According to the report “Safe Dating,” published by the North Carolina State University, safe dating is keeping a date a positive experience. To prevent putting yourself in danger when dating avoid using alcohol or drugs and be assertive when stating your limits--"I do not like to be kissed on the first date." Communicating your desires, going out in groups and respecting the other person’s wishes may help to provide safe dating.
According to the Centers for Disease Control and Prevention, dating violence is intimate partner aggression that happens between two persons. Dating violence can be physical (pinching, hitting), emotional (teasing, name calling) or sexual (forcing a partner to have sex). Dating violence usually starts with teasing, but later escalates.
Internet Safe Dating
The National Coalition of Anti-Violence Programs website explains that when you date a person you met online, you must be aware of privacy violations (he or she already knows where you live) and harassment (frequent offensive emails). Get a picture, a phone number, assert your boundaries ("I will not drink.") and tell a friend where you will be. In a dangerous situation, try to negotiate; for example, asking to go to a different place might give you time to escape.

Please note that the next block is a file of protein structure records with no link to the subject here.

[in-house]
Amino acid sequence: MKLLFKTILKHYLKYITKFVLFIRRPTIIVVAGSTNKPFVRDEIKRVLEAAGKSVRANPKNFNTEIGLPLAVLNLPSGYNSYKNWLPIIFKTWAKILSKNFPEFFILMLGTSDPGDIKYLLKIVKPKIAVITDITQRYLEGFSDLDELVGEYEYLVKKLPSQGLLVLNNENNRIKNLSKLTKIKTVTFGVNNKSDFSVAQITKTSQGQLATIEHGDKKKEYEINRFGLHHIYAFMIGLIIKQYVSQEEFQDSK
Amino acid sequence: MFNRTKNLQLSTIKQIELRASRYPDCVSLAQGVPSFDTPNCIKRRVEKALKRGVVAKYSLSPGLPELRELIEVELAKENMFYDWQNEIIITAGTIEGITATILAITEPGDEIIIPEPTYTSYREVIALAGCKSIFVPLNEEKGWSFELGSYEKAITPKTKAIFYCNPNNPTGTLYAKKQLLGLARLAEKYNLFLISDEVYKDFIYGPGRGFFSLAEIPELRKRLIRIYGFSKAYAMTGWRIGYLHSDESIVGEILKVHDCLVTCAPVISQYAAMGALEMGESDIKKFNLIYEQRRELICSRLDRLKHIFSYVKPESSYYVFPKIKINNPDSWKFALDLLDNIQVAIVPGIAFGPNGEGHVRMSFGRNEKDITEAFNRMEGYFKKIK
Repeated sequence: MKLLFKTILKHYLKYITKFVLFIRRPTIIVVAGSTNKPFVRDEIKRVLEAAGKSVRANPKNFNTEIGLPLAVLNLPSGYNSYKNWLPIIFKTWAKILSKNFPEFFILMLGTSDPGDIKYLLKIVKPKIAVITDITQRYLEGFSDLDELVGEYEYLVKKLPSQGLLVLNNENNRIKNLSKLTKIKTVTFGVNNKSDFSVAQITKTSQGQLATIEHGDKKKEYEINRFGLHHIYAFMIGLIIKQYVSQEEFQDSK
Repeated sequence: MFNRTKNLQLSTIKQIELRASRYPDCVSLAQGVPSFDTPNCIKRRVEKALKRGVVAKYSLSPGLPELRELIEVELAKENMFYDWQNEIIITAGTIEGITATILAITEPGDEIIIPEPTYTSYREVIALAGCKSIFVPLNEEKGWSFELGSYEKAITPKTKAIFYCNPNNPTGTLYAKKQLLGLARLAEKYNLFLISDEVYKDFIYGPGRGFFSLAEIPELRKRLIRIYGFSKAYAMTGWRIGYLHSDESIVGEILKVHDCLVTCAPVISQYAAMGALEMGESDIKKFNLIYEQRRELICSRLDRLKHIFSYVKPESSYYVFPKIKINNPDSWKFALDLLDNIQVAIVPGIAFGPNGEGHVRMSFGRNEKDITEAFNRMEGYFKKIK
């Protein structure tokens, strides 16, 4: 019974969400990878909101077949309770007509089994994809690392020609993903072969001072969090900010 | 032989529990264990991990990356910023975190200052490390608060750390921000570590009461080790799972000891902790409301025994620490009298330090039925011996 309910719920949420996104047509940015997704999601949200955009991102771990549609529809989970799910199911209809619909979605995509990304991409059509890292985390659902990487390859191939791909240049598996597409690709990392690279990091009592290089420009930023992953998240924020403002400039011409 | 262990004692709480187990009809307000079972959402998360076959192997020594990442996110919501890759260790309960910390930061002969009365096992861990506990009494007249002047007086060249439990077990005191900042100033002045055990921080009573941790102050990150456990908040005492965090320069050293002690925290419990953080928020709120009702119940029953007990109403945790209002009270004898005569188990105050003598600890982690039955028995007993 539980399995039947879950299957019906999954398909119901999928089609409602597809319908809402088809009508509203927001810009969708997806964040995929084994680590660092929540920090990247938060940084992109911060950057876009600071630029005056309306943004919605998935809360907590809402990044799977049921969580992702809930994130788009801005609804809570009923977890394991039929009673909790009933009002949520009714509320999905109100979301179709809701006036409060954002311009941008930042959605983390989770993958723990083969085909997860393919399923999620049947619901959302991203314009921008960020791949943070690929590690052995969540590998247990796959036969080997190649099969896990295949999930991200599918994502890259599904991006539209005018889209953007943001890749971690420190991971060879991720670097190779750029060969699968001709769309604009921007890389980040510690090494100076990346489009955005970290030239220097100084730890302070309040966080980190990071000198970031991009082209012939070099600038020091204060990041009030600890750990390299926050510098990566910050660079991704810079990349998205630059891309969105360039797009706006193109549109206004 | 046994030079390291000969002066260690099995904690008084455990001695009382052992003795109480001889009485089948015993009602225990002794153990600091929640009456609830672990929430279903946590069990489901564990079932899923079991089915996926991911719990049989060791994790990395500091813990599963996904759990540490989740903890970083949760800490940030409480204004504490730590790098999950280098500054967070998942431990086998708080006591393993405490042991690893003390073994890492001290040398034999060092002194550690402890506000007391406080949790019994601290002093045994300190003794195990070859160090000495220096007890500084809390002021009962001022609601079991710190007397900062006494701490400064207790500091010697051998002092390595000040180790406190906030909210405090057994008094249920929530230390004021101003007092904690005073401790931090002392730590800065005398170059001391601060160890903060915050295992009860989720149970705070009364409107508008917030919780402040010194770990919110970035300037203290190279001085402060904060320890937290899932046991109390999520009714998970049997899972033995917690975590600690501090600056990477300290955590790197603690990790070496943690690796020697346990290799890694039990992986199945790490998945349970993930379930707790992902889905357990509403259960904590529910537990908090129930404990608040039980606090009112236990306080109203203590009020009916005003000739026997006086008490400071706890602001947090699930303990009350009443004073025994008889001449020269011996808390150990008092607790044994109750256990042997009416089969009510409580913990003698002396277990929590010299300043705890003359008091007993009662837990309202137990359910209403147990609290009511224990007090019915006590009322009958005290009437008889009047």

Teen Safe Date Program at Schools
The National Conference of State Legislatures contends that legislatures can make a difference in preventing teen-dating violence; at least seven states have adopted laws that require schools to develop curriculum on safe dating. The “Rape and Relationship Violence” report published by the North Carolina State University indicates that schools are teaching "Safe Date" programs to change social norms and help teenagers solve conflicts.
Vanderbilt University in Nashville, Tennessee, in a report, "Dating Violence," lists and explains characteristics of a safe relationship such as: partnership, decisions are made jointly; economic equality, equal decisions over work and money; emotional honesty; admitting and sharing feelings; sexual respect, waiting for consent; physical safety; no physical force; support and trust, listening; and respect, supporting each other’s goals.
- North Carolina State University-Health Promotion: Safe Dating
- Center for Disease Control and Prevention: Understanding Teen Dating Violence
- North Carolina State University-Health Promotion: Rape and Relationship Violence
- National Conference of State Legislature: Teen Dating Violence
- National Coalition of Antiviolence Programs: General and Internet Safe Dating Tips